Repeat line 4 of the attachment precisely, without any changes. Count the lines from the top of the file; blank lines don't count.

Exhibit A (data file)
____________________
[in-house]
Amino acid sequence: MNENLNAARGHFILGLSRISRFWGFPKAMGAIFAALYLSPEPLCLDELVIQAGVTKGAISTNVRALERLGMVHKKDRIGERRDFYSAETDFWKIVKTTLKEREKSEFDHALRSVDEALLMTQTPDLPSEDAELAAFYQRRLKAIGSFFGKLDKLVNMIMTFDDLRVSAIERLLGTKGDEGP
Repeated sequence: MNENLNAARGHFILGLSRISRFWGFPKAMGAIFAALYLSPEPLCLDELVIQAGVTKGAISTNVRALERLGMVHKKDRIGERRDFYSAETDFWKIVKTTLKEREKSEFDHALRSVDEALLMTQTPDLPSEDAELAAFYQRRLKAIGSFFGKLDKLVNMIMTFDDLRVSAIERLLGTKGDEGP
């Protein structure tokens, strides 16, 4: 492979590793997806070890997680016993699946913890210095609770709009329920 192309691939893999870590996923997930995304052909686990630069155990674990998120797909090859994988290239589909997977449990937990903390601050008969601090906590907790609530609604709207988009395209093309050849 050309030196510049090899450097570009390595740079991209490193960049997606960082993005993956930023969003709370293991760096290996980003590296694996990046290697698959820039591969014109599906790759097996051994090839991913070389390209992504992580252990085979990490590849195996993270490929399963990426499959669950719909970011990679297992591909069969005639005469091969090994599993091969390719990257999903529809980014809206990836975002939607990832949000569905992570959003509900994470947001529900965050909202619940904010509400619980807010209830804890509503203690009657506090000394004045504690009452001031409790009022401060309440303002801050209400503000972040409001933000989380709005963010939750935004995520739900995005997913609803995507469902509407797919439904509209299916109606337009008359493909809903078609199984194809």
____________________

């Protein structure tokens, strides 16, 4: 492979590793997806070890997680016993699946913890210095609770709009329920 192309691939893999870590996923997930995304052909686990630069155990674990998120797909090859994988290239589909997977449990937990903390601050008969601090906590907790609530609604709207988009395209093309050849 050309030196510049090899450097570009390595740079991209490193960049997606960082993005993956930023969003709370293991760096290996980003590296694996990046290697698959820039591969014109599906790759097996051994090839991913070389390209992504992580252990085979990490590849195996993270490929399963990426499959669950719909970011990679297992591909069969005639005469091969090994599993091969390719990257999903529809980014809206990836975002939607990832949000569905992570959003509900994470947001529900965050909202619940904010509400619980807010209830804890509503203690009657506090000394004045504690009452001031409790009022401060309440303002801050209400503000972040409001933000989380709005963010939750935004995520739900995005997913609803995507469902509407797919439904509209299916109606337009008359493909809903078609199984194809």